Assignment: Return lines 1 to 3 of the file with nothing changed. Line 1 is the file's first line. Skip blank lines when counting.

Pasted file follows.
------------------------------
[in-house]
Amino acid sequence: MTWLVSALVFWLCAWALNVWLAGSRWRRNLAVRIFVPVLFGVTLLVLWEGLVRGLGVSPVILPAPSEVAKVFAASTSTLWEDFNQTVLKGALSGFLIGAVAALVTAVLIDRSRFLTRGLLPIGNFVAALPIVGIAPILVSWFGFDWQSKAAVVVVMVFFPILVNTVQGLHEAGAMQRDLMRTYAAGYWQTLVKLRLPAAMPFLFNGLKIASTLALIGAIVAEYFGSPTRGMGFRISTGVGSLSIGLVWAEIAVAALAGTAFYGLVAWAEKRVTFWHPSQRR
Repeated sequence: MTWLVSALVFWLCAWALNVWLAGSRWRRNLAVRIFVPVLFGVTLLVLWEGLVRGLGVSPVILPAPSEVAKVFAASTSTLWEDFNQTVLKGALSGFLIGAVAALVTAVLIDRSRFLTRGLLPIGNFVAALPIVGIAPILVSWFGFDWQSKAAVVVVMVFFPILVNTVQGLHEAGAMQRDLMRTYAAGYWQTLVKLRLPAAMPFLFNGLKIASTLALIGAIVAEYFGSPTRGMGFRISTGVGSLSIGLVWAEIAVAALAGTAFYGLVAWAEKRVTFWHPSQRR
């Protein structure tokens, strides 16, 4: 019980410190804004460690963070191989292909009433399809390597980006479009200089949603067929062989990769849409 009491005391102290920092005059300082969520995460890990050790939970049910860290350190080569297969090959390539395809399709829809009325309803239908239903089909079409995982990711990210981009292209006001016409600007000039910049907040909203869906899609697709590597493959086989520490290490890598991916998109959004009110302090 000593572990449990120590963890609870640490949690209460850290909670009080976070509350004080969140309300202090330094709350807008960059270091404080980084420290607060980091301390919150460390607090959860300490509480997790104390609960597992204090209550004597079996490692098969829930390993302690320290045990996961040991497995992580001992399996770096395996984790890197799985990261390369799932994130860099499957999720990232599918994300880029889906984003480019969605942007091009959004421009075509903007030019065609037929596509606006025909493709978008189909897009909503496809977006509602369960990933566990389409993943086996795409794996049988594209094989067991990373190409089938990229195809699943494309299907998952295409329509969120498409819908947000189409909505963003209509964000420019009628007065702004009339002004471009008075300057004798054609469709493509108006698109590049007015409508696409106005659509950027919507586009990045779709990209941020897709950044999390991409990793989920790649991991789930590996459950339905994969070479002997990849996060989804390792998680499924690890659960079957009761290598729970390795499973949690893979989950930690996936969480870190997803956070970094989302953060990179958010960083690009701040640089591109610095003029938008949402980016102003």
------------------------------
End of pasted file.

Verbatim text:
[in-house]
Amino acid sequence: MTWLVSALVFWLCAWALNVWLAGSRWRRNLAVRIFVPVLFGVTLLVLWEGLVRGLGVSPVILPAPSEVAKVFAASTSTLWEDFNQTVLKGALSGFLIGAVAALVTAVLIDRSRFLTRGLLPIGNFVAALPIVGIAPILVSWFGFDWQSKAAVVVVMVFFPILVNTVQGLHEAGAMQRDLMRTYAAGYWQTLVKLRLPAAMPFLFNGLKIASTLALIGAIVAEYFGSPTRGMGFRISTGVGSLSIGLVWAEIAVAALAGTAFYGLVAWAEKRVTFWHPSQRR
Repeated sequence: MTWLVSALVFWLCAWALNVWLAGSRWRRNLAVRIFVPVLFGVTLLVLWEGLVRGLGVSPVILPAPSEVAKVFAASTSTLWEDFNQTVLKGALSGFLIGAVAALVTAVLIDRSRFLTRGLLPIGNFVAALPIVGIAPILVSWFGFDWQSKAAVVVVMVFFPILVNTVQGLHEAGAMQRDLMRTYAAGYWQTLVKLRLPAAMPFLFNGLKIASTLALIGAIVAEYFGSPTRGMGFRISTGVGSLSIGLVWAEIAVAALAGTAFYGLVAWAEKRVTFWHPSQRR